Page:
(updated fall 2009)

What purpose does a course map serve?

Course mapping provides a clear picture of the who/what/when/where/how related to the program's process of moving students to the point where they are able to meet the program's established student-learning OUTCOMES/OBJECTIVES.  The course map visually and substantively reveals program gaps in student learning that could cause difficulty in meeting the program's student-learning OUTCOMES/OBJECTIVES.  It also could reveal that other program objectives are receiving excessive emphasis.  

(updated fall 2009)

What should be included in a course map?

Only, and all, required courses for a program (whether housed in or outside of the department) should be included in course mapping, since the program relies upon those courses to secure its desired program outcomes—objectives for which should focus only on those major, overriding OUTCOMES/OBJECTIVES essential for ALL graduates of the program, without consideration of whatever electives students might take.  So, in order to begin program course-mapping, you need to gather syllabi currently being used in required courses for each program. 

For instance, the Public Relations/Events Management program requires Technical Writing courses for skill development in professional writing and design software, so those courses are included in the program’s map to show where students gain the skills needed to meet some of the program’s OUTCOMES/OBJECTIVES RE technology and portfolio development.  Likewise, any required courses that are cross-listed and housed in another department should be included.  Also, if the program requires extra-curricular events/participation of all majors, separate from required courses, that information also should be included in the program's course map.  Activities included within a required course would not fall into this category, since they already are included in mapping of that course.  But if the program requires something in addition to required courses, fulfilled/submitted separate from any course, then that should be mapped (i.e., end-of-program portfolio, an exit exam, attendance at professional conferences, etc., if not completed as part of a required course).

Course mapping is addressed further in Tarleton's Guide to Developing a Quality Assessment Plan.

(updated fall 2009)

Why can’t grades be used for assessment findings?

As noted in Best Practices for Academic Assessment, “Faculty who are new to accountability mandates often protest that other kinds of assessment activity are unnecessary. They advocate course grades as a meaningful index of student learning. Grades that reflect classroom performance do constitute one important source of data about student learning. However, most accrediting agencies recognize that solely relying on grades is not adequate evidence of learning quality. Responsible assessment plans will include strategies that make developing evidence of quality dependent on measures of particular target behaviors, rather than on more global measures such as grades.”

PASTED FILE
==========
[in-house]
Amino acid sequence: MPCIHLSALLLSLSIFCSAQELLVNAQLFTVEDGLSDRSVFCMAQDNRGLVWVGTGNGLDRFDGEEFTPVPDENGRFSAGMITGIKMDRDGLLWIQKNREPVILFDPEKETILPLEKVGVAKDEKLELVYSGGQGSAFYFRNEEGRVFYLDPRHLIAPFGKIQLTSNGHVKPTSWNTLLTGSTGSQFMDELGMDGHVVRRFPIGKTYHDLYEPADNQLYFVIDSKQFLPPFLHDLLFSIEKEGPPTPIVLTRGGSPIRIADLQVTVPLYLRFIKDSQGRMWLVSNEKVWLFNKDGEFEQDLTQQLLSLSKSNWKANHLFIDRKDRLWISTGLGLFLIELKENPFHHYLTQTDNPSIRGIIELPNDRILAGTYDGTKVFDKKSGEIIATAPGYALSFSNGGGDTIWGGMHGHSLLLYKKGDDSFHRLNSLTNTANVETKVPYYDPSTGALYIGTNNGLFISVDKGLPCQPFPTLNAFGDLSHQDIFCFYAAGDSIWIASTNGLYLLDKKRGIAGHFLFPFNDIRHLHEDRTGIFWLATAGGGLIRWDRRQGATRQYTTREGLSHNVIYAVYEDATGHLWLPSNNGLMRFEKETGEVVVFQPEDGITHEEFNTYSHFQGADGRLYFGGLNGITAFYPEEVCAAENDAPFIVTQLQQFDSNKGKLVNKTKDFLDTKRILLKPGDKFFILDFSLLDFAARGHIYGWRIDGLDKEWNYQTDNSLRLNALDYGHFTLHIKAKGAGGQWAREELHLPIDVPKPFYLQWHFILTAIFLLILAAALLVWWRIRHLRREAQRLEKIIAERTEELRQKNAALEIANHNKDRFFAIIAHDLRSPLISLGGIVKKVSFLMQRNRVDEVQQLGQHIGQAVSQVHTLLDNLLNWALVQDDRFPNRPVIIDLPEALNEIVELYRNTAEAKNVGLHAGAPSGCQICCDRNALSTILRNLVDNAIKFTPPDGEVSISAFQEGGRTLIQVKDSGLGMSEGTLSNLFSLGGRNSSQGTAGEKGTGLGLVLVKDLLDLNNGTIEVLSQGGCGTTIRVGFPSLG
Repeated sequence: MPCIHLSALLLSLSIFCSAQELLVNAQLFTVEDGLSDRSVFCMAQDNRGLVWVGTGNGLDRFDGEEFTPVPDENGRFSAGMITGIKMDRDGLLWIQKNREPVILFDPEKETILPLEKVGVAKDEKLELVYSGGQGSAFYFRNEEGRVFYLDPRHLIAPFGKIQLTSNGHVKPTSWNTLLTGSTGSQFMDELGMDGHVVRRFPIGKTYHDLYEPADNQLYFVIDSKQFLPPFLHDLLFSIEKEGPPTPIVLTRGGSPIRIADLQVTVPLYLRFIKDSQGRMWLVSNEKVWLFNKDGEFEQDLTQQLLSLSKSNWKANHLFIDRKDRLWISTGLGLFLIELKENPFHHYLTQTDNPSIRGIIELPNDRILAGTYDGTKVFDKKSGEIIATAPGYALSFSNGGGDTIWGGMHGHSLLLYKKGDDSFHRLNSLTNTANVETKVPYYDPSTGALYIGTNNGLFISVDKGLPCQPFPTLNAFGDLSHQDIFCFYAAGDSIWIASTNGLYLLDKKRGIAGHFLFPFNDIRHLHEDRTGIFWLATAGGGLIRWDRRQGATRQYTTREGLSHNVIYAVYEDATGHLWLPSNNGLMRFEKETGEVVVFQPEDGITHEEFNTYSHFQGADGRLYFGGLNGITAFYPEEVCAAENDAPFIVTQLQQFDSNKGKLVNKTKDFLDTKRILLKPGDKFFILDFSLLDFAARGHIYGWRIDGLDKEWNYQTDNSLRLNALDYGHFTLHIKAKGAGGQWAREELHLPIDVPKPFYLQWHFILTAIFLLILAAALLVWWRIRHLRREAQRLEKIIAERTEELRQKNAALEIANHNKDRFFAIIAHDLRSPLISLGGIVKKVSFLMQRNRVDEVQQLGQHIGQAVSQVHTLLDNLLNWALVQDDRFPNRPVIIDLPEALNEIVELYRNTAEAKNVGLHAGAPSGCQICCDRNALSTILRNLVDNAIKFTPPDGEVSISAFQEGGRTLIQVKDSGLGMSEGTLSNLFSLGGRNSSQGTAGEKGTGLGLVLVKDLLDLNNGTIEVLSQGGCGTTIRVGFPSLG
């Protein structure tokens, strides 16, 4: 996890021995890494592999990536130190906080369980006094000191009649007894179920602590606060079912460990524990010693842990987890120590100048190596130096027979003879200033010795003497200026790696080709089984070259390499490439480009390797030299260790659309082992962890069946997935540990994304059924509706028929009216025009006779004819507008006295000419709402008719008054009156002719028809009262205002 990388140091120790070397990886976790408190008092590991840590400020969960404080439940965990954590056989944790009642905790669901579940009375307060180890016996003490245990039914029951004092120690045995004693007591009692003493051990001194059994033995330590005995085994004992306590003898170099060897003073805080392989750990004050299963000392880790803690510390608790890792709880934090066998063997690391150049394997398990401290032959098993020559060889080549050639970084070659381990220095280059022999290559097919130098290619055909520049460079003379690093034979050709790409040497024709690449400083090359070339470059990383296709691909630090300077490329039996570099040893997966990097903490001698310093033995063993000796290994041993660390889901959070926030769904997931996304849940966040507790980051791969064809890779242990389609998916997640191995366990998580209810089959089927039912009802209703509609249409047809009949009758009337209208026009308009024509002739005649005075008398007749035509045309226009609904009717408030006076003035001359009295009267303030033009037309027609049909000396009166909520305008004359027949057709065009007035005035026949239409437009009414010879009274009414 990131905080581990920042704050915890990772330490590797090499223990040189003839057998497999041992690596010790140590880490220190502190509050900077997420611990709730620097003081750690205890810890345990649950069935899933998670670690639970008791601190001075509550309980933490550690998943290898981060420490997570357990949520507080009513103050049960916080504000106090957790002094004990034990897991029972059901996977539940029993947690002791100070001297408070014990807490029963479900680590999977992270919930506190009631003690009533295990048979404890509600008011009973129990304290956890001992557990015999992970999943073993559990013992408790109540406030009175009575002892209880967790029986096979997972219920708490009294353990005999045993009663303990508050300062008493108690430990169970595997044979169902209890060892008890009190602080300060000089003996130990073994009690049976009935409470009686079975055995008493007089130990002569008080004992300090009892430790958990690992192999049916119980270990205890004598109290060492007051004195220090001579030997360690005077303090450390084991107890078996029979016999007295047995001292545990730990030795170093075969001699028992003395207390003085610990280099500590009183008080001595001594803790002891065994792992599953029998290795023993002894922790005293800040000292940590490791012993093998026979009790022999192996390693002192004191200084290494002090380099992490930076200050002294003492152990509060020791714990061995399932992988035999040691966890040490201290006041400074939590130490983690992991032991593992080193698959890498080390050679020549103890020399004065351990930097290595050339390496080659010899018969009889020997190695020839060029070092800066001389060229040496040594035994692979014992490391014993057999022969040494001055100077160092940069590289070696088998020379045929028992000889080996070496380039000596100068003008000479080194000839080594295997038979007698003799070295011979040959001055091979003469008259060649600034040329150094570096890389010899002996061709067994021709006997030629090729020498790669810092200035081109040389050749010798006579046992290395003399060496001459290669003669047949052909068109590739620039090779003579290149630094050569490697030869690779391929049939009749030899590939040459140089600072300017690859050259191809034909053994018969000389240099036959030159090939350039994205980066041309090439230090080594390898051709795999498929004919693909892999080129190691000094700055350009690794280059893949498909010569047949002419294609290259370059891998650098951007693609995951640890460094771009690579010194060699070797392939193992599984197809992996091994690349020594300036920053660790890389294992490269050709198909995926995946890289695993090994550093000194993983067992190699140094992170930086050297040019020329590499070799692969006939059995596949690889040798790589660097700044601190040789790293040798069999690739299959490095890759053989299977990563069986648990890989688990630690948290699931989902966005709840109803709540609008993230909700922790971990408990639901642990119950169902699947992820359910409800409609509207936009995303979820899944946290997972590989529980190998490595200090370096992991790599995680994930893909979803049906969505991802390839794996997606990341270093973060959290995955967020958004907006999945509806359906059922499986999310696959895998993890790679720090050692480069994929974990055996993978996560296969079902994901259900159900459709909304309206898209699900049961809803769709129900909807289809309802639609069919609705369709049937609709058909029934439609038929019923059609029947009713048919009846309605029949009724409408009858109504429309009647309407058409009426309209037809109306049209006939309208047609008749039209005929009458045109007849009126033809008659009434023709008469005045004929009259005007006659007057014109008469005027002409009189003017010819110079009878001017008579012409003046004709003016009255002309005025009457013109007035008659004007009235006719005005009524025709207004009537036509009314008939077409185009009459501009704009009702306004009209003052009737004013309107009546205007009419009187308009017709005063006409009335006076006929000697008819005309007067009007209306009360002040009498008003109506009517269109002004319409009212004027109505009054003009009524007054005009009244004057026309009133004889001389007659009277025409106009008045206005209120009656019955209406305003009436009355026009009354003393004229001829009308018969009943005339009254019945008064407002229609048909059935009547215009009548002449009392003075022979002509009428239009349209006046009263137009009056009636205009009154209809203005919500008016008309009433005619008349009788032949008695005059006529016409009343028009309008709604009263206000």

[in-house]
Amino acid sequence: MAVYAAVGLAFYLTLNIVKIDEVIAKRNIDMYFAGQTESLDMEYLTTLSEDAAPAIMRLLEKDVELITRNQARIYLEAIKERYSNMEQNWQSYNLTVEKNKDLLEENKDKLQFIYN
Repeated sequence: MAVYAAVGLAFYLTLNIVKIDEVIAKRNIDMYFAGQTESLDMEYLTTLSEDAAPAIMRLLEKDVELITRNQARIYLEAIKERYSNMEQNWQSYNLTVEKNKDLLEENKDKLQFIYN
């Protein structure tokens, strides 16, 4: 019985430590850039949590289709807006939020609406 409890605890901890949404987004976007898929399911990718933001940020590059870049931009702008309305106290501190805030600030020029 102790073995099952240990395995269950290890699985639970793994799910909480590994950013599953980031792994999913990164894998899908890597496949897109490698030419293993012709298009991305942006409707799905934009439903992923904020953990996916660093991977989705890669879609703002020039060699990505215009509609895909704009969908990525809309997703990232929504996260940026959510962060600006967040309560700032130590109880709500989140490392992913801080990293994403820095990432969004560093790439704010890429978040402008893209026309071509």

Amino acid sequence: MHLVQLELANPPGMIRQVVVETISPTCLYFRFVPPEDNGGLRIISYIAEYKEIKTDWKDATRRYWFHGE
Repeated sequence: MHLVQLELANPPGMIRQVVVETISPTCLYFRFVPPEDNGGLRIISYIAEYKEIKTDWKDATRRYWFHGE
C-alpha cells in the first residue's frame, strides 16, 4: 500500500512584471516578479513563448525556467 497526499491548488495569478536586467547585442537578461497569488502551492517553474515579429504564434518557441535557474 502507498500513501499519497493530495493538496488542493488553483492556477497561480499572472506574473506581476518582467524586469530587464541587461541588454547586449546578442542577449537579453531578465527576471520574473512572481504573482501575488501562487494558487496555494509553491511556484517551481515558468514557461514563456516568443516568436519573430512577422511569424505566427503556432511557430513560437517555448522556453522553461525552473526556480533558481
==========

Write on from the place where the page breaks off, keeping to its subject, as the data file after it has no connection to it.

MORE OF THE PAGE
Grades are general reflections of learning related to a specific course, not targeted, direct measures of learning related to a specific programmatic OUTCOME/OBJECTIVE.

To develop effective MEASURES, refer to Guide to Developing a Quality Assessment Plan.

(updated fall 2009)

How many measures do we need for each student-learning objective? (TRIANGULATION)

As noted in Best Practices for Academic Assessment, "the most effective way to measure student learning” is a combination of assessment approaches.  Hence, accreditation agencies now are pressing for triangulation of measure, requiring that results of at least two direct MEASURES point to the conclusion that an objective has been met before claiming that to be true.

For each student-learning outcome, the triangulated MEASURES must be "direct" indicators of learning—not "indirect" measures such as student-opinion surveys. For more information about direct indicators of learning, see Guide to Developing a Quality Assessment Plan.

(updated fall 2009)

How many evaluators need to be involved in reviewing embedded student outcomes that are subjective in nature, such as presentations, portfolios, or essay questions?

As noted in Best Practices for Academic Assessment,subject samples of student learning need to be "evaluated by two or more faculty [or other qualified reviewers, such as professionals in the field] to determine whether or not the students are achieving the prescribed educational goals and objectives of the department. This assessment is a separate process from that used by the course instructor to grade ...”

If you use qualified external evaluators (such as internship supervisors), no faculty reviews are required.  For more information about direct indicators of learning, see Guide to Developing a Quality Assessment Plan.

(updated fall 2009)

Who completes annual reports and what are the criteria for those reports?

Budgetary units each complete annual reports according to the published schedule.  The criteria are distributed by University Divisions annually.  The most recent criteria for annual reports in Academic Affairs units appear on the WEAVEonline® section of this Website.

(updated fall 2009)

What is a sustainability matrix?
The sustainability matrix is a chart indicating which objectives will be assessed in which years over a decade's time.  As exhibited on the sustainability matrix sample, at least one objective must be assessed each year and each objective must assessed at least one in each five-year period,

(updated fall 2009)
What is the difference between a mission, a goal, and an objective?

A mission statement concisely articulates a clear vision of the program's (or unit's) desired future.  It should correlate with the program's official catalog description and clearly be associated with the missions of units higher on the organizational chart.  The mission is long-term and provides stability, but also need to allow some flexibility in our rapidly changing world.

Goals are long-term in nature, program goals form the foundation for student-learning assessment.  Directly linked to the program's mission, goals stipulate the major principles the program serves (e.g., to develop student competence meeting employer demands in the field of practice).

Objectives are short-term in nature and directly linked to the program's goals, student-learning objectives encompass the specific knowledge, skills, and attitudes that students are expected to achieve through their college experience; expected or intended student-learning outcomes.

See Guide to Developing a Quality Assessment Plan for further information on this topic.

(updated fall 2009)